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ARS Home » Midwest Area » Columbus, Ohio » Soil Drainage Research » Research » Research Project #441770

Research Project: Practices and Technologies for Sustainable Production in Midwestern Tile Drained Agroecosystems

Location: Soil Drainage Research

2023 Annual Report

Objective 1: Elucidate field and instream governing processes that control water quality and ecological response. Goal 1.1: Develop water table, soil moisture, and evapotranspiration measurement capacity within a subset of EOF network sites to better understand the water balance in tile drained landscapes. Hypothesis 1.2: The majority of observed edge-of-field P losses are attributable to old soil P rather than recently applied P fertilizers. Hypothesis 1.3: Preferential flow to subsurface tile drains are dominated by contributions from a relatively narrow band of the soil surface extending less than 1 m on either side of the drain. Objective 2: Quantify the response of ecosystem services (e.g., water quality, habitat, and biodiversity) to conservation practice implementation. Hypothesis 2.1: Implementation of conservation/aspirational practices (ASP) will significantly reduce edge-of-field surface and subsurface nutrient loss compared to business as usual (BAU) practices. Hypothesis 2.2: Including two or more conservation practices (stacking) will provide greater nutrient loss reductions compared to single practice implementation. Hypothesis 2.3: Improvements in soil health indicators will be associated with reduced edge-of-field nutrient losses. Hypothesis 2.4: Installation of instream inserts within an agricultural headwater stream will create riffle pool sequences that will increase instream habitat diversity and improve fish community integrity at the microhabitat spatial scale. Hypothesis 2.5: Installation of instream inserts in conjunction with channel rerouting and wetland creation will increase instream habitat diversity, improve fish community integrity, increase dissolved oxygen concentrations, and reduce downstream transport of nutrients. Hypothesis 2.6: Channelized agricultural headwater streams with greater instream habitat diversity will exhibit less nutrient concentrations and less within-season variability in nutrient concentrations and greater fish biodiversity and abundance. Objective 3: Contribute to LTAR network science, data synthesis, and model development through data collection and development/assessment of predictive tools. Hypothesis 3.1: Aspirational management systems (ASP) will improve soil health indicators compared to business-as-usual (BAU), but the degree of improvement will depend on site-specific factors. Goal 3.2: Identify the best environmental predictors of fish community structure in agricultural headwater streams in the Eastern Corn Belt LTAR node. Goal 3.3: Collect and synthesize data for Ohio high priority, agricultural tile drained watersheds.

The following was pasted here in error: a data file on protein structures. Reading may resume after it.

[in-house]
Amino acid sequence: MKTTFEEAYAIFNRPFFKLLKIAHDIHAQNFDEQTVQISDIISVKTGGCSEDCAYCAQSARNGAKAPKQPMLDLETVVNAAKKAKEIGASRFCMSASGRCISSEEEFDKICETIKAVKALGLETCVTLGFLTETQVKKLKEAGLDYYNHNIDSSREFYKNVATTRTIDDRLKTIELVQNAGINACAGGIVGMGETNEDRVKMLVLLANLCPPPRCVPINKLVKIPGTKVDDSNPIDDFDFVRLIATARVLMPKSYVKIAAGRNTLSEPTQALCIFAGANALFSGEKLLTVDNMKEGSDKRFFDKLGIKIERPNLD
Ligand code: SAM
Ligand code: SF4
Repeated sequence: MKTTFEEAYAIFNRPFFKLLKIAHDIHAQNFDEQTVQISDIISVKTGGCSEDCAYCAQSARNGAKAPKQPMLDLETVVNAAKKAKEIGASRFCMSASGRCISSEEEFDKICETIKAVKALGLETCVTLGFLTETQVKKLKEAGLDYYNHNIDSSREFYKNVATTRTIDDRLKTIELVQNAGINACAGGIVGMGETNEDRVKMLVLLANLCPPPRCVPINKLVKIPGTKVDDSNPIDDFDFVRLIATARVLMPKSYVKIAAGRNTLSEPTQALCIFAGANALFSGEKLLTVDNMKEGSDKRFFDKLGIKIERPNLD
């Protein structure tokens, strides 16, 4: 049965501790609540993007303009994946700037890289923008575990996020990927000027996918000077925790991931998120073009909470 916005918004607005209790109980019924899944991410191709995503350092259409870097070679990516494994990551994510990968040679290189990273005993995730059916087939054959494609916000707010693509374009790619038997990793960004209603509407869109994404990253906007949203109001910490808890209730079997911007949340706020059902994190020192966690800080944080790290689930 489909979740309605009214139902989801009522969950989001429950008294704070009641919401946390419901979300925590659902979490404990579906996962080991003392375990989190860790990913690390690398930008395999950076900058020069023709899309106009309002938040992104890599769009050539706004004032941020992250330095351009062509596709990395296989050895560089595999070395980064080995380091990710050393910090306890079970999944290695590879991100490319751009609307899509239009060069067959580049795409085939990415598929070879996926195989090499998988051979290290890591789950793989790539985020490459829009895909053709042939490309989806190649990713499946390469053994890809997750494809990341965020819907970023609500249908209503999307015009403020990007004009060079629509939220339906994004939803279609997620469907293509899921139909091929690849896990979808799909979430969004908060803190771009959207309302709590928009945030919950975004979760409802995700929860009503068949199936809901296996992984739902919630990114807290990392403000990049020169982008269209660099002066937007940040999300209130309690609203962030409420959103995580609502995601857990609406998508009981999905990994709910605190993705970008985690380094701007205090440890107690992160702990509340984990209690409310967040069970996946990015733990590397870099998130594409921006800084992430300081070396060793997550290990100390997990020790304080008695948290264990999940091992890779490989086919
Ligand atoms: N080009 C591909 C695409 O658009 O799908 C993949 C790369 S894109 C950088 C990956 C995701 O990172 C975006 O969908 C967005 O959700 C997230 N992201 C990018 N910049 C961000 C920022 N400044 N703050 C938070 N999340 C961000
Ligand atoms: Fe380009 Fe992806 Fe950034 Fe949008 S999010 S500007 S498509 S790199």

Improved drainage, including subsurface tile and channelized streams, is required for sustainable agricultural crop production on an estimated 200 million ha of cropland worldwide. Another 425 million ha could benefit from improved drainage. The Midwest U.S. produces roughly 65% of the Nation’s annual corn and soybean production, largely as a result of artificial drainage. However, improved drainage has been linked to downstream water quality issues that include harmful algal blooms (e.g., Lake Erie and Gulf of Mexico) and hypoxia (e.g., Gulf of Mexico). Future climate predictions for the Midwest U.S. indicate more intense fall and spring storms and increasing temperatures that will heighten the importance of efficient drainage systems that maintain or improve ecosystem function and are in balance with new and/or enhanced production management practices, referred to as conservation/aspirational practices. Voluntary, incentive, and regulatory efforts have been applied to address agricultural nutrient loss and ecosystem function; yet, the problems persist. A combination of plot, field, and stream-scale research will be used to: isolate and understand the governing processes that control hydrological, water quality, and ecological responses; assess existing and novel management and conservation practices for their ability to reduce nutrient loss, enhance stream habitat and increase aquatic biodiversity; and synthesize the findings into improved simulation algorithms/scenarios for existing models and/or the development of new predictive tools. Successful completion of the proposed research will provide producers; certified crop advisors; extension specialists; researchers; drainage industry; conservationists; local, state, and federal action agencies; Western Lake Erie Basin (WLEB) and other watershed stakeholders; and decision/policy makers a better understanding of the governing controls and processes of nutrient dynamics in tile drained landscapes; quantitative assessments to develop and inform design, selection, and implementation of conservation practices; and enhance or improve the development and testing of prediction technologies.

Progress Report